This weekend, moviegoers will return to a legendary fictional landscape, ravaged by war and desperate for water. Mad Max: Fury Road reunites the Road Warrior with original writer and director George Miller. And this time, Max is joined by some very powerful women.
For decades, when most Americans thought about Detroit, they probably thought about the auto industry, or maybe the music of Aretha, Smokey or Diana Ross and the Supremes. More recently, they might have thought of Detroit as the poster child for municipal bankruptcy. But what about now, as the city faces a new chapter?
Every Secret Thing, a clammy little thriller about missing babies and bad family karma, bristles with heavy female artillery on both sides of the camera, most of it working unaccustomed turf. The script, adapted from a detective novel by Laura Lippman, is by Nicole Holofcener, whose usual territory is wisecracking urban comedies. The executive producer is actress Frances McDormand, who got the project off the ground and recruited documentary filmmaker Amy Berg to direct.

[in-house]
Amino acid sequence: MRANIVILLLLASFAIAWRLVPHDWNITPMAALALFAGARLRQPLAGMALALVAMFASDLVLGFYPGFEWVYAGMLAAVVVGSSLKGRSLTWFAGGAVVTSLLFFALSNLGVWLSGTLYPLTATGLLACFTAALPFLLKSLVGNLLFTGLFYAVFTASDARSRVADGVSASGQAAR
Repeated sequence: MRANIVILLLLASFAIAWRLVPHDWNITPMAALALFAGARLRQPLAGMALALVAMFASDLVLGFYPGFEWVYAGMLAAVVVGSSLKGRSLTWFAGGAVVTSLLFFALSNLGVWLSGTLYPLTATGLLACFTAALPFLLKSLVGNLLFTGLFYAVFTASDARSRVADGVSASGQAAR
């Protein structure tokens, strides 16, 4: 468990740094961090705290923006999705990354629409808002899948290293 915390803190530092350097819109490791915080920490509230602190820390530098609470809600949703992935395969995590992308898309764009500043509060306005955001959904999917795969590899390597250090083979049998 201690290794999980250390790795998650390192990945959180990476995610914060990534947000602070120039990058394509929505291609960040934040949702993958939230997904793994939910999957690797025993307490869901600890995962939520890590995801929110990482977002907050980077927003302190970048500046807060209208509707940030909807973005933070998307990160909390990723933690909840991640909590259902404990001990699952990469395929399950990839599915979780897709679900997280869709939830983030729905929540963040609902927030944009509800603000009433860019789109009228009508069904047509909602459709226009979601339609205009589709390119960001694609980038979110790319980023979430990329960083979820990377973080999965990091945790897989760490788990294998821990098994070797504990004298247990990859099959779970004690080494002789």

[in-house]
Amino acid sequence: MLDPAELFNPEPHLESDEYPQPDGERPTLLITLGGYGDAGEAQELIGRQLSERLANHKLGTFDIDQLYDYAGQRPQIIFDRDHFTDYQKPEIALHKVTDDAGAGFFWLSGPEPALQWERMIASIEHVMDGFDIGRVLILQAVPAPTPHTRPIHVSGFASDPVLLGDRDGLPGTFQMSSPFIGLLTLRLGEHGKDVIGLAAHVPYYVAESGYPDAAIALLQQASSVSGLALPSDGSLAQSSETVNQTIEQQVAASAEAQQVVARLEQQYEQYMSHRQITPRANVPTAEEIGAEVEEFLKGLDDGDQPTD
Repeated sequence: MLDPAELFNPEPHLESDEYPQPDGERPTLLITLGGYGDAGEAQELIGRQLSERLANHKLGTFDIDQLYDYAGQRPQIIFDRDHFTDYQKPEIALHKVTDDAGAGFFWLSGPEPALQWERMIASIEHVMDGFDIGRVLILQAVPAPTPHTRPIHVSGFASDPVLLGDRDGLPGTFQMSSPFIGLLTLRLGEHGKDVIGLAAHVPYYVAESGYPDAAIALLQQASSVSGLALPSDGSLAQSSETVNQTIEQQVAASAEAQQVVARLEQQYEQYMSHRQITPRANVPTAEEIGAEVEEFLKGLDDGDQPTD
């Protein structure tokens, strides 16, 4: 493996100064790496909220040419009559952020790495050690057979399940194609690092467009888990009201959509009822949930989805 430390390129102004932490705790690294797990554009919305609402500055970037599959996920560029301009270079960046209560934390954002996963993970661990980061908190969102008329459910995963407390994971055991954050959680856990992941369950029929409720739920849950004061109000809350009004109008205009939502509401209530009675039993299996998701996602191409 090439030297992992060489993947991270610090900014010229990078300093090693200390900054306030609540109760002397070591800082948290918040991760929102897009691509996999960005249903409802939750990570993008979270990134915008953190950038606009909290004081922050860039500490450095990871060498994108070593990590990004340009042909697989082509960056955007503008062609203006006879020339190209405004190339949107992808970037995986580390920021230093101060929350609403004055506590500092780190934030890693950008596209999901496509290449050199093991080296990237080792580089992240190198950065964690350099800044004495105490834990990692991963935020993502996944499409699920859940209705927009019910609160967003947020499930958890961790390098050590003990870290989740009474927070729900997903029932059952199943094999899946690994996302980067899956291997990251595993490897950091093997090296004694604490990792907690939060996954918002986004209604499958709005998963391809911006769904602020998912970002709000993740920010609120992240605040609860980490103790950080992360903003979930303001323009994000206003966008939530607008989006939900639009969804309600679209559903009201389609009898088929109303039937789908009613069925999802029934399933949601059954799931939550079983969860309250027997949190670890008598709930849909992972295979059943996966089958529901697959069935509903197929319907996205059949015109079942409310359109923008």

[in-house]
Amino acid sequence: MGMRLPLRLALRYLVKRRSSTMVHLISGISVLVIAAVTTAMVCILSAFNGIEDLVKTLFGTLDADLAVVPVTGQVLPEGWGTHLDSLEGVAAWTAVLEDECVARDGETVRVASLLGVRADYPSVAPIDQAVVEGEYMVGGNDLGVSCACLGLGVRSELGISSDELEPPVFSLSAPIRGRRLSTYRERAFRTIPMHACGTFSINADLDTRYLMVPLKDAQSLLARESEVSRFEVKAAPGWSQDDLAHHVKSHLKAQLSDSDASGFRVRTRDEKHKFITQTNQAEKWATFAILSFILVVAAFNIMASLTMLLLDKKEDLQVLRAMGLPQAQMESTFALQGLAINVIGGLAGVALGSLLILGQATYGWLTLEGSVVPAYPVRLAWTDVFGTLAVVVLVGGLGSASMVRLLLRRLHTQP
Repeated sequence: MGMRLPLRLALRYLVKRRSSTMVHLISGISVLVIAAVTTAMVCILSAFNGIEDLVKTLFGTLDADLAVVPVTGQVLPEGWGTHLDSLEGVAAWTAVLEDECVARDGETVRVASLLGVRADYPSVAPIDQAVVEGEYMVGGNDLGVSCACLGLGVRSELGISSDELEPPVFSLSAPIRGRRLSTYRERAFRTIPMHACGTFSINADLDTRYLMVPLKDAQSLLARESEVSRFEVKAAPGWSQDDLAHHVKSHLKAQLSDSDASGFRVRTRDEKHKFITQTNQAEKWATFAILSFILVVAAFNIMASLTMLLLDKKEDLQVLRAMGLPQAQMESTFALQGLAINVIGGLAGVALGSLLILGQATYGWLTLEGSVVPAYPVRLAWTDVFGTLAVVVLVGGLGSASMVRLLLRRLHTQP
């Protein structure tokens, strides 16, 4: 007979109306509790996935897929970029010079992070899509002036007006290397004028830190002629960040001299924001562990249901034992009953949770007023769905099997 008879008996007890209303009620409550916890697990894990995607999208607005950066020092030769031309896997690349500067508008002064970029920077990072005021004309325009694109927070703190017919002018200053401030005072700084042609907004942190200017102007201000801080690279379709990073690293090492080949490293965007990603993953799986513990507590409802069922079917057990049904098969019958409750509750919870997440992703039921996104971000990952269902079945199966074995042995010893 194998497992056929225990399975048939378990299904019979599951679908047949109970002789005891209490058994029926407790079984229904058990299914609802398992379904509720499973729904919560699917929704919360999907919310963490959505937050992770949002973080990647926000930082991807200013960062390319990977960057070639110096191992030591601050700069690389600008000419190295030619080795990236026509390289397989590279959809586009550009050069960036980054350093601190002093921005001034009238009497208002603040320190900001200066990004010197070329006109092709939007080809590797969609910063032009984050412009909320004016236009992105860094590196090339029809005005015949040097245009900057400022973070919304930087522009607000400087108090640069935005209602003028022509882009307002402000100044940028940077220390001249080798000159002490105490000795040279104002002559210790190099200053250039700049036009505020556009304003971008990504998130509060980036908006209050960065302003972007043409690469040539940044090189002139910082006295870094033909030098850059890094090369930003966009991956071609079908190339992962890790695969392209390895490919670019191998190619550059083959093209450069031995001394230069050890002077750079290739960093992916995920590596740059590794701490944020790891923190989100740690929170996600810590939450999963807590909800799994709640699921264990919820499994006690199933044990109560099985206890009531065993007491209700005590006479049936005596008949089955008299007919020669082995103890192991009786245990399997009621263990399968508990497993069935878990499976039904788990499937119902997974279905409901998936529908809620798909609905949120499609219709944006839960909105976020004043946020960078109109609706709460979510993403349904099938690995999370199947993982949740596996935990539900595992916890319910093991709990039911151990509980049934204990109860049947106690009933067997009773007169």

What's the half-life of a post-apocalyptic action film franchise? Potential ticket-buyers born the day the most recent Mad Max movie was released — summer 1985, one weekend after Back to the Future -- could be on their second marriages by now. The original Mad Max, from 1979, cost less than $1 million in 2015 money. Though an international hit, today it plays more like a scrappy curiosity than a great action picture, notable for introducing the world to 23-year-old Mel Gibson, whose personal dystopian hellscape was still decades off.